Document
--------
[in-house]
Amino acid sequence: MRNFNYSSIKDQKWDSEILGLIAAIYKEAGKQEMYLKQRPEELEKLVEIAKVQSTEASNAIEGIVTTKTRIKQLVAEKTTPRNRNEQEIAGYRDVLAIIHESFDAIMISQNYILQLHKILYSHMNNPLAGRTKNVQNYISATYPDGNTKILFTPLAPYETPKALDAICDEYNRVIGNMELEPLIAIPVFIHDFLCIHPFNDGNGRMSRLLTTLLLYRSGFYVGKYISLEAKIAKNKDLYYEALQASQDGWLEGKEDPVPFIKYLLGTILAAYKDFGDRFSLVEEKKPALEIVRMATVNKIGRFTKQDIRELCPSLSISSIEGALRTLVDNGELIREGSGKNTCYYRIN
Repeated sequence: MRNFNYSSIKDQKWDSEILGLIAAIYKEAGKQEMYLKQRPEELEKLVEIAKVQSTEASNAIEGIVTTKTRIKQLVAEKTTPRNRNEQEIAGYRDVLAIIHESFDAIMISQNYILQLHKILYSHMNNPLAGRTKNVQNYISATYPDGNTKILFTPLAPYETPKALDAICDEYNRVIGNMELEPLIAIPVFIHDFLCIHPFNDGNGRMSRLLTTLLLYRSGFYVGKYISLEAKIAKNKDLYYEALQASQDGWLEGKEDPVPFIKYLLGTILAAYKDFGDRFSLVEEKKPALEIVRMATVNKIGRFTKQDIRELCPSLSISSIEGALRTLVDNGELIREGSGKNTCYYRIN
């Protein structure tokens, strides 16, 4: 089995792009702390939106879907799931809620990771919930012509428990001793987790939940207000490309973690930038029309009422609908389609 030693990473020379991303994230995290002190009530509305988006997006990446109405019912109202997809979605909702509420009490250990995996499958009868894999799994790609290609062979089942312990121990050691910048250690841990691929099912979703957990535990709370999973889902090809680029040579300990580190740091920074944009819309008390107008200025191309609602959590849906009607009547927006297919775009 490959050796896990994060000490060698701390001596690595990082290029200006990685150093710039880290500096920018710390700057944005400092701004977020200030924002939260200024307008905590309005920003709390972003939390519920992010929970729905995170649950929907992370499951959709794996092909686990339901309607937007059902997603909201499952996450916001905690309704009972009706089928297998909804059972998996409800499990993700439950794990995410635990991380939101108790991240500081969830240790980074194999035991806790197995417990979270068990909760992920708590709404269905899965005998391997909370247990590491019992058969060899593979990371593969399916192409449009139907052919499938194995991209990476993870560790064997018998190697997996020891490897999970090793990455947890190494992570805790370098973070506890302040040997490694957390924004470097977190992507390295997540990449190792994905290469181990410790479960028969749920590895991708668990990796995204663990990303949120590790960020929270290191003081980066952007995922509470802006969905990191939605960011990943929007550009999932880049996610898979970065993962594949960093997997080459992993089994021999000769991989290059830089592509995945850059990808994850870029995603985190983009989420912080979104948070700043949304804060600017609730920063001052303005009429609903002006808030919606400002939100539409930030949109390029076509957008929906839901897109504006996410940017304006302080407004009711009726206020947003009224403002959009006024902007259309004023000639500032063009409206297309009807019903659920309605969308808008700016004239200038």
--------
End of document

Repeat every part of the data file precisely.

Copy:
[in-house]
Amino acid sequence: MRNFNYSSIKDQKWDSEILGLIAAIYKEAGKQEMYLKQRPEELEKLVEIAKVQSTEASNAIEGIVTTKTRIKQLVAEKTTPRNRNEQEIAGYRDVLAIIHESFDAIMISQNYILQLHKILYSHMNNPLAGRTKNVQNYISATYPDGNTKILFTPLAPYETPKALDAICDEYNRVIGNMELEPLIAIPVFIHDFLCIHPFNDGNGRMSRLLTTLLLYRSGFYVGKYISLEAKIAKNKDLYYEALQASQDGWLEGKEDPVPFIKYLLGTILAAYKDFGDRFSLVEEKKPALEIVRMATVNKIGRFTKQDIRELCPSLSISSIEGALRTLVDNGELIREGSGKNTCYYRIN
Repeated sequence: MRNFNYSSIKDQKWDSEILGLIAAIYKEAGKQEMYLKQRPEELEKLVEIAKVQSTEASNAIEGIVTTKTRIKQLVAEKTTPRNRNEQEIAGYRDVLAIIHESFDAIMISQNYILQLHKILYSHMNNPLAGRTKNVQNYISATYPDGNTKILFTPLAPYETPKALDAICDEYNRVIGNMELEPLIAIPVFIHDFLCIHPFNDGNGRMSRLLTTLLLYRSGFYVGKYISLEAKIAKNKDLYYEALQASQDGWLEGKEDPVPFIKYLLGTILAAYKDFGDRFSLVEEKKPALEIVRMATVNKIGRFTKQDIRELCPSLSISSIEGALRTLVDNGELIREGSGKNTCYYRIN
């Protein structure tokens, strides 16, 4: 089995792009702390939106879907799931809620990771919930012509428990001793987790939940207000490309973690930038029309009422609908389609 030693990473020379991303994230995290002190009530509305988006997006990446109405019912109202997809979605909702509420009490250990995996499958009868894999799994790609290609062979089942312990121990050691910048250690841990691929099912979703957990535990709370999973889902090809680029040579300990580190740091920074944009819309008390107008200025191309609602959590849906009607009547927006297919775009 490959050796896990994060000490060698701390001596690595990082290029200006990685150093710039880290500096920018710390700057944005400092701004977020200030924002939260200024307008905590309005920003709390972003939390519920992010929970729905995170649950929907992370499951959709794996092909686990339901309607937007059902997603909201499952996450916001905690309704009972009706089928297998909804059972998996409800499990993700439950794990995410635990991380939101108790991240500081969830240790980074194999035991806790197995417990979270068990909760992920708590709404269905899965005998391997909370247990590491019992058969060899593979990371593969399916192409449009139907052919499938194995991209990476993870560790064997018998190697997996020891490897999970090793990455947890190494992570805790370098973070506890302040040997490694957390924004470097977190992507390295997540990449190792994905290469181990410790479960028969749920590895991708668990990796995204663990990303949120590790960020929270290191003081980066952007995922509470802006969905990191939605960011990943929007550009999932880049996610898979970065993962594949960093997997080459992993089994021999000769991989290059830089592509995945850059990808994850870029995603985190983009989420912080979104948070700043949304804060600017609730920063001052303005009429609903002006808030919606400002939100539409930030949109390029076509957008929906839901897109504006996410940017304006302080407004009711009726206020947003009224403002959009006024902007259309004023000639500032063009409206297309009807019903659920309605969308808008700016004239200038």